Many of the barriers to scientific breakthroughs are based on testing and time. Rightly, any developments need to be based on rigorous experimentation and proven results. What’s exciting about this research from North Carolina is that it holds the possibility of finding a sweet spot where accurate modelling of human organs and efficiency overlap.
Tiny, simplified organs grown in the lab – known as organoids – can potentially make drug research and development a much quicker process; now scientists have produced a human ‘body-on-a-chip‘, comprised of several living tissues at a microscopic scale.
It’s being called the most sophisticated lab model of the human body yet, and it could prove invaluable in working out the possible dangers and benefits of medicines before they get used on actual human beings.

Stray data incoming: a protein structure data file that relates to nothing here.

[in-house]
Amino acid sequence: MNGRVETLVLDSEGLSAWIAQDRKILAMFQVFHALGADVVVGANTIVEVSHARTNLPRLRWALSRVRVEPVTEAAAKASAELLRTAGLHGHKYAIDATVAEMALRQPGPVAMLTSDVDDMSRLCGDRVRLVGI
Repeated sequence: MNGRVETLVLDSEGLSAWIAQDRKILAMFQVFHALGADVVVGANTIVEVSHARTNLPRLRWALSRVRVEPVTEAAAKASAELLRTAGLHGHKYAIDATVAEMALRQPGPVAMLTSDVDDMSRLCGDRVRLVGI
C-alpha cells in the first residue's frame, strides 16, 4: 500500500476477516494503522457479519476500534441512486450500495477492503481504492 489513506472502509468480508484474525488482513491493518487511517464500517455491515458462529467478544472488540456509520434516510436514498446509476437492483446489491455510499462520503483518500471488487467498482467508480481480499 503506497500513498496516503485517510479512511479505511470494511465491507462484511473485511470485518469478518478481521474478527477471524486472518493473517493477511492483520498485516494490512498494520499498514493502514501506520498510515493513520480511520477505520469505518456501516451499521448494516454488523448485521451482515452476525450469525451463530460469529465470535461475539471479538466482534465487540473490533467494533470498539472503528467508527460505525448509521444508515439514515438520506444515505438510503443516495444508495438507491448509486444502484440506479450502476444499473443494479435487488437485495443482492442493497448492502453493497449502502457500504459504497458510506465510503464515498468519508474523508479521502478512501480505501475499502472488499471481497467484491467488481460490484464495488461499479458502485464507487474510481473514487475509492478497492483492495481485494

The tiny organoids – approximately one millionth the size of their organic counterparts – are effectively a test bed for researchers looking to develop drugs and fight disease. It’s the latest in a long series of advances in being able to reproduce minute models of human body parts in laboratory conditions.
Similar set-ups of interconnected organoids have already been used to accurately replicate findings on drugs found to be too toxic to remain on the market; the method can catch problems not spotted in tests carried out in animal testing or on cells cultured in petri dishes.
The new scaled-up version introduces more organ models, improving the chances of catching dangerous side effects.
“Creating microscopic human organs for drug testing was a logical extension of the work we have accomplished in building human-scale organs,” says medical scientist Thomas Shupe from the Wake Forest Institute for Regenerative Medicine (WFIRM).